Ok, you get the point. Inbound marketing is an integrated, accountable approach to lead-generation and conversion. It’s about creating great content, making promises, having conversations, delivering value and converting interest to revenue.

This is one area of your business that you don’t want to ignore. There’s a big shift going out there in sales/advertising/marketing/lead-gen-land, and you don’t want to get caught behind the curve. Your competitors will just beat you up at every turn.

And please don't get suckered into green, newbie "social media" and SEO outfits that promise to solve all your problems by setting up Twitter and Facebook accounts. Inbound marketing programs are about reasoned, focused marketing campaigns. You don't want to keyword stuff, pump out useless blog posts, or spam your press releases every 1/2 hour on Twitter. Content development is the key. You need writers, designers, creative input and cohesive strategies to make progress.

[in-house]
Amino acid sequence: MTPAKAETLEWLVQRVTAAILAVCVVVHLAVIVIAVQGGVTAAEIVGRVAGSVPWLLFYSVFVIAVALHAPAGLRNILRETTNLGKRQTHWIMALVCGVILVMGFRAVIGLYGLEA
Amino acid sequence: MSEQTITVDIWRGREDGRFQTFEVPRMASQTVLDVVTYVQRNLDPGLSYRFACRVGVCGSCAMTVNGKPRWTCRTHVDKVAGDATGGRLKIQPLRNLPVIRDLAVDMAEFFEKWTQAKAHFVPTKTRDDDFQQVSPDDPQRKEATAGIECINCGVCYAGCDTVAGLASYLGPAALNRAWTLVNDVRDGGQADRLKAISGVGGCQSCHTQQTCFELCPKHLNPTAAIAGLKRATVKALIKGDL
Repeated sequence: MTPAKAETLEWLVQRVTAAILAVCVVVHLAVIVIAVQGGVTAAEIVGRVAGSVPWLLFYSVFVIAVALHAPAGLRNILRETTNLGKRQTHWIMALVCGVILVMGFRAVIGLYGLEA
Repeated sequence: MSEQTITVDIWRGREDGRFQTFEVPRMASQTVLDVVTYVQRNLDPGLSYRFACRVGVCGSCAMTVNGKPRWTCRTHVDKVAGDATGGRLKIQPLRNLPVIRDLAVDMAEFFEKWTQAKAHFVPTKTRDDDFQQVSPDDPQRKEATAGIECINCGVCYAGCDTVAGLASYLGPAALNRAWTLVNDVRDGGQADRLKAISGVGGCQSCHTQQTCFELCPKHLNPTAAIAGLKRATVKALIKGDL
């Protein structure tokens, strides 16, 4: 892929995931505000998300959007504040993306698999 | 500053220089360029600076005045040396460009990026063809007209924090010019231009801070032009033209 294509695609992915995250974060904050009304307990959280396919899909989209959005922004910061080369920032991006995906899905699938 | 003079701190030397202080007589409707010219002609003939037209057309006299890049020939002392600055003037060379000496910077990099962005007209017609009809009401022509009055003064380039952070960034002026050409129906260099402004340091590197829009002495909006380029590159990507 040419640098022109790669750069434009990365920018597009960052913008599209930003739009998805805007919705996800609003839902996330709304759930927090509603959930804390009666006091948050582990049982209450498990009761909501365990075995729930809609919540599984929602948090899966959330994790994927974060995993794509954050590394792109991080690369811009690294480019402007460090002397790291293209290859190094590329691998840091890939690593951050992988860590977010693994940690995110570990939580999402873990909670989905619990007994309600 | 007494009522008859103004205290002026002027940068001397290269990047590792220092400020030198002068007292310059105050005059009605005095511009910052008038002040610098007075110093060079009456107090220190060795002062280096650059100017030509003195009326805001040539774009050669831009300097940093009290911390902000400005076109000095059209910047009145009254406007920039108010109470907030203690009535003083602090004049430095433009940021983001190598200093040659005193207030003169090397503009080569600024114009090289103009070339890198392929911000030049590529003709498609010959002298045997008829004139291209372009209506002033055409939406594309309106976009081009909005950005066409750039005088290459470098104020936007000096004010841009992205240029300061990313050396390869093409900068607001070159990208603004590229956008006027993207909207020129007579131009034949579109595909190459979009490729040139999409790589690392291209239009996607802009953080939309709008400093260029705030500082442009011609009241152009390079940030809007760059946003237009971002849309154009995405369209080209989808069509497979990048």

This is a revised version of an article I originally published on QUALITYWRITER.COM in 2012! It has some updated info but I'm amazed at how long ago this went live and how evergreen the topic is. Businesses have been slow to adopt inbound marketing, but I think they're finally catching on.